Xcode 4.3

Don’t upgrade yet (or be sure to keep the 4.2 version when upgrading) because it is not supported yet. Will change soon, I guess.

Javascript only modules

If you are developing javascript-only modules, you should correct TITANIUM_SDK in titanium.xcconfig, or else from compiler import Compiler will fail when building. (see TIMOB-7001).

And while we are at it. You cannot have both native (iOS or Android) AND javascript module code in same module.

I wanted to create a javascript part of my module, to provide a javascript enum-like thing, to support an objc enum type in the module API. So, I created an <mymoduleid>.js file and added my js code there. After compiling, it didn’t work. Hey, I thought, I will just get rid of the js module code and continue with my iOS native code. But then that code failed too. It was as if the js part was still there.

After a lot of cleaning in module project, module install places, build paths etc., I found out, that when doing javascript module development, that javascript file actually gets compiled into Classes/<yourmoduleid&gtModuleAssets.m::moduleAsset as a HEX string. Building actually goes in and modifies the source. Yikes! Cleaning that HEX string made my iOS module code come back to life.

Checking types and throwing exceptions

The module APIs are not type safe at all (not that surprising), so first thing you need to do in your module code, is checking types. If types fail to meet the needs, you need to report it somehow. This can be done with some exception throwing, like this:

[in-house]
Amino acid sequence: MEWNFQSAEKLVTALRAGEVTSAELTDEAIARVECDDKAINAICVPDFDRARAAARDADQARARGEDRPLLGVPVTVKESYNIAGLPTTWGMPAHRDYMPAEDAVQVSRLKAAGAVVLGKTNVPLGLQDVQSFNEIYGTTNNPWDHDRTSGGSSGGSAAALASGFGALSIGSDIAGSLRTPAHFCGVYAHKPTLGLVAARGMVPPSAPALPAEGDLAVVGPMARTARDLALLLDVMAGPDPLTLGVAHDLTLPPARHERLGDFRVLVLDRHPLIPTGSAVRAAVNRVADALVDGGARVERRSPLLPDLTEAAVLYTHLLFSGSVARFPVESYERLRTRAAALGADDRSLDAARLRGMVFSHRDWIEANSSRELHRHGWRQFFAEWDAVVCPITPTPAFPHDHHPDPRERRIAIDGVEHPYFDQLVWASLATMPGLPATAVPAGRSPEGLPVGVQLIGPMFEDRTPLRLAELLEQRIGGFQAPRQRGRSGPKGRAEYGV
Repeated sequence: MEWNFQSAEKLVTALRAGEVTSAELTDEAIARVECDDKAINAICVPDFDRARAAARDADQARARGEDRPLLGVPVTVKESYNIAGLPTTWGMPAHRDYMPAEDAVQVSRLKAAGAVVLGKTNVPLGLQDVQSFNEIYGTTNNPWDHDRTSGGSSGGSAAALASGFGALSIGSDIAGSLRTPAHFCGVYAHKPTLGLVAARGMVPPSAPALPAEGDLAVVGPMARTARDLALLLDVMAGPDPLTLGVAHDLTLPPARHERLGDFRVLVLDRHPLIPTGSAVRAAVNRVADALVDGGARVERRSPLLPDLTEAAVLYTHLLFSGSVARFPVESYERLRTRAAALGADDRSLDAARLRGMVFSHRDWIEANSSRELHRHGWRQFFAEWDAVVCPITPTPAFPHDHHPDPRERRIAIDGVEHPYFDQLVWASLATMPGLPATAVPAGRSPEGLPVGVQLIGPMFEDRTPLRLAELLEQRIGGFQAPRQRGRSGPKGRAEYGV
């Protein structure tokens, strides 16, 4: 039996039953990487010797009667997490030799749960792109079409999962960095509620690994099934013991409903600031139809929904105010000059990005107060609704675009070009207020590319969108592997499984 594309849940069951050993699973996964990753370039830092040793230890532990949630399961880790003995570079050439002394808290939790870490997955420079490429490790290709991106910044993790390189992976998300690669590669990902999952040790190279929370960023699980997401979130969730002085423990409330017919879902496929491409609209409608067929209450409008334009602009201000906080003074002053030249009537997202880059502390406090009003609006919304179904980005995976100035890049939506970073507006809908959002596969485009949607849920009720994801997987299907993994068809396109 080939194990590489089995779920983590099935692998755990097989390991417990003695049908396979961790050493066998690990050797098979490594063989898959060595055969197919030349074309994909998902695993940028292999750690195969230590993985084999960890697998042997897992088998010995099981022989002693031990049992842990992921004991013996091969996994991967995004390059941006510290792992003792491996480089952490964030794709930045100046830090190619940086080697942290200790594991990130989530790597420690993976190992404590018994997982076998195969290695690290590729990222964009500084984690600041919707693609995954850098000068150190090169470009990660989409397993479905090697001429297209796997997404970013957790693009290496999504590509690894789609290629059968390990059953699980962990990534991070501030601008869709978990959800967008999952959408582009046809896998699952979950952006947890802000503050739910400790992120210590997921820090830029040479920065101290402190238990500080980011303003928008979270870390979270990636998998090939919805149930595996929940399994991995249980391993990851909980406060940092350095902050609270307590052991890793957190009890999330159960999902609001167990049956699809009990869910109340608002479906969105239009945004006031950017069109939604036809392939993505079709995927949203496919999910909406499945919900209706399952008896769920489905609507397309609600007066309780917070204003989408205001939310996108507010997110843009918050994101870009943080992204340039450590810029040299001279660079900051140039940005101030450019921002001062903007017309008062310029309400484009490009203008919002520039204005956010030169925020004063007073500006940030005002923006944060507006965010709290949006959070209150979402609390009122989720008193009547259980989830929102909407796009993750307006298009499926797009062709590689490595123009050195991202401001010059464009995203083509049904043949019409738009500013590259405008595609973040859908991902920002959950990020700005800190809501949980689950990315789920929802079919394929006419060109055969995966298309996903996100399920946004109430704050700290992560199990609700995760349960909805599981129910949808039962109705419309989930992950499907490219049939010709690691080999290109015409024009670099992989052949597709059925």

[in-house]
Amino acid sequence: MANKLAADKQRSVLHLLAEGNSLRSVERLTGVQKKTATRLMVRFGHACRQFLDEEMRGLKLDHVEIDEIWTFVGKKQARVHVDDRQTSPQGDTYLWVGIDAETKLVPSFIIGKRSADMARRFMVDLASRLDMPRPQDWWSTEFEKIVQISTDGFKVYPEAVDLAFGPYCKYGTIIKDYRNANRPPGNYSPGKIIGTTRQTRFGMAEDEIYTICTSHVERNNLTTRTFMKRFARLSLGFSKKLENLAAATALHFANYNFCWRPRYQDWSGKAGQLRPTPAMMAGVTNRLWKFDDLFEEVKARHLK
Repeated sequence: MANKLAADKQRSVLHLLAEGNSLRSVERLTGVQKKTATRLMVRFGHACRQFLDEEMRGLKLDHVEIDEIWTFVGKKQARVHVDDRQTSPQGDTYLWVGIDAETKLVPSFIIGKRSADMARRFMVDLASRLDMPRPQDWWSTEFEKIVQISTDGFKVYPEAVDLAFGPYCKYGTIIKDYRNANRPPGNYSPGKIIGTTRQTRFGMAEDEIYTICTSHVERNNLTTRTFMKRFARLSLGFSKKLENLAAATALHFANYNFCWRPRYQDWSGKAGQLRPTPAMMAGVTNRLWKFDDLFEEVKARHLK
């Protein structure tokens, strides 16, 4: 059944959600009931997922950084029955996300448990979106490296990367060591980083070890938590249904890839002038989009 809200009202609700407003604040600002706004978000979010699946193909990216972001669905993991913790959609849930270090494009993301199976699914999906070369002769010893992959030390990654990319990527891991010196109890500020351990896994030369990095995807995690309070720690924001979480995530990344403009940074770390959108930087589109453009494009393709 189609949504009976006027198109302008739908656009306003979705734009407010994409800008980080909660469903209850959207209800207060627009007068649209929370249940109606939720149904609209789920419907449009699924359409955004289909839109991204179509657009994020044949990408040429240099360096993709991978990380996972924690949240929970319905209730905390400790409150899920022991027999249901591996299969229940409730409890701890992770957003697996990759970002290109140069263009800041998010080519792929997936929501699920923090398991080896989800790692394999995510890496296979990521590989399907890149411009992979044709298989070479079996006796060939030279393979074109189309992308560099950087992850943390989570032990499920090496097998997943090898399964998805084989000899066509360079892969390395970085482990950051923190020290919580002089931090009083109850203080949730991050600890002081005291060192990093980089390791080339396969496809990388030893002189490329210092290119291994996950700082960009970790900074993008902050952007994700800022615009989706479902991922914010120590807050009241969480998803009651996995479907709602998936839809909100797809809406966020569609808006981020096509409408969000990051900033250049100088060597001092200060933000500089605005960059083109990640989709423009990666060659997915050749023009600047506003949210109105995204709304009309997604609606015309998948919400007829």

[self throwException:TiExceptionInvalidType 
             subreason:[NSString stringWithFormat:@"expected: %@, was: %@", [NSArray class], [args class]] 
              location:CODELOCATION];

Here I’m checking for NSArray type.

March 10, 2012 В· polesen В· 2 Comments
Tags: , ,  В· Posted in: Programming

2 Responses

  1. Art - May 11, 2012

    Nice post! Xcode 4.3 is now supported by Ti 2.x
    Any tips on how to debug an iOS module for Ti? I’ve been debugging mine in Xcode, but I’m not seeing variable values in the Xcode debugger for my module.
    Wondering how others are debugging their Ti modules.

  2. polesen - May 11, 2012

    Sorry, no tips on debugging ios ti modules, …except from following the path of introducing no bugs in the first place:)